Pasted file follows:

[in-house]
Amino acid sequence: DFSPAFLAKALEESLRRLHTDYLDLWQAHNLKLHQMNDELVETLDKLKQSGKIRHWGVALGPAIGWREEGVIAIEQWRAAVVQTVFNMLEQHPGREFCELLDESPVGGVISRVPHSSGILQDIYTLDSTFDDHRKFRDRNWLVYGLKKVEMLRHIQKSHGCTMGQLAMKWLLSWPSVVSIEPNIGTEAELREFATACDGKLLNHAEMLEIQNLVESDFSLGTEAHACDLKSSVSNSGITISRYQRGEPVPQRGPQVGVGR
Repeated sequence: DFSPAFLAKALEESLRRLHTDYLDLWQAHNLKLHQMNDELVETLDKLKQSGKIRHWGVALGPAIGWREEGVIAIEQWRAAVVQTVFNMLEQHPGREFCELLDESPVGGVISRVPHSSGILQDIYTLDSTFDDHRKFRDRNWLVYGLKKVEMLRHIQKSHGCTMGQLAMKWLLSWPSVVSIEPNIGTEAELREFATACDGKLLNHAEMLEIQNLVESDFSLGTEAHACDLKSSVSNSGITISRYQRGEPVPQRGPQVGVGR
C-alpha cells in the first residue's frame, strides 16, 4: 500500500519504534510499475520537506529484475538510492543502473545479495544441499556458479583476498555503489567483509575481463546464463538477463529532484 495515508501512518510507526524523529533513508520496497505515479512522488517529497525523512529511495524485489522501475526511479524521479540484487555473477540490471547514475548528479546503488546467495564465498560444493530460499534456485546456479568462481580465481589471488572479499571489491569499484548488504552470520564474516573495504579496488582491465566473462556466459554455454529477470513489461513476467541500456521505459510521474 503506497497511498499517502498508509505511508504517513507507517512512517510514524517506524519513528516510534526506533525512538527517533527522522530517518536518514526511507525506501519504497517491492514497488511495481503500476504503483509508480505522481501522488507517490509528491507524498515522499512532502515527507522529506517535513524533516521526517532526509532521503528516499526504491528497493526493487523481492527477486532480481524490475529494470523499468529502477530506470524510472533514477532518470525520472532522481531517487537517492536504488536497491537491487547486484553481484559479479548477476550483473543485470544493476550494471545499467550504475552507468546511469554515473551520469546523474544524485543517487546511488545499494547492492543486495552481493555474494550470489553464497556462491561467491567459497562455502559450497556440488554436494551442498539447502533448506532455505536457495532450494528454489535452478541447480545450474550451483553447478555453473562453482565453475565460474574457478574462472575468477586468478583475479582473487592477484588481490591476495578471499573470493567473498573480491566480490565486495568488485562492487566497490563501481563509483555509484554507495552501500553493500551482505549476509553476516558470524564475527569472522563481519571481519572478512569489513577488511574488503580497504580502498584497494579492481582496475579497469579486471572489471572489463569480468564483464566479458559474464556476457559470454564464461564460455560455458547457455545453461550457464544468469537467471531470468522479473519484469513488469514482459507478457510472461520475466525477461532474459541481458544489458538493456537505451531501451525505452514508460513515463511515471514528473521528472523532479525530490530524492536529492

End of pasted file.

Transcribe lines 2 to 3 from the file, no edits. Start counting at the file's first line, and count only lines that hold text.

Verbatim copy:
Amino acid sequence: DFSPAFLAKALEESLRRLHTDYLDLWQAHNLKLHQMNDELVETLDKLKQSGKIRHWGVALGPAIGWREEGVIAIEQWRAAVVQTVFNMLEQHPGREFCELLDESPVGGVISRVPHSSGILQDIYTLDSTFDDHRKFRDRNWLVYGLKKVEMLRHIQKSHGCTMGQLAMKWLLSWPSVVSIEPNIGTEAELREFATACDGKLLNHAEMLEIQNLVESDFSLGTEAHACDLKSSVSNSGITISRYQRGEPVPQRGPQVGVGR
Repeated sequence: DFSPAFLAKALEESLRRLHTDYLDLWQAHNLKLHQMNDELVETLDKLKQSGKIRHWGVALGPAIGWREEGVIAIEQWRAAVVQTVFNMLEQHPGREFCELLDESPVGGVISRVPHSSGILQDIYTLDSTFDDHRKFRDRNWLVYGLKKVEMLRHIQKSHGCTMGQLAMKWLLSWPSVVSIEPNIGTEAELREFATACDGKLLNHAEMLEIQNLVESDFSLGTEAHACDLKSSVSNSGITISRYQRGEPVPQRGPQVGVGR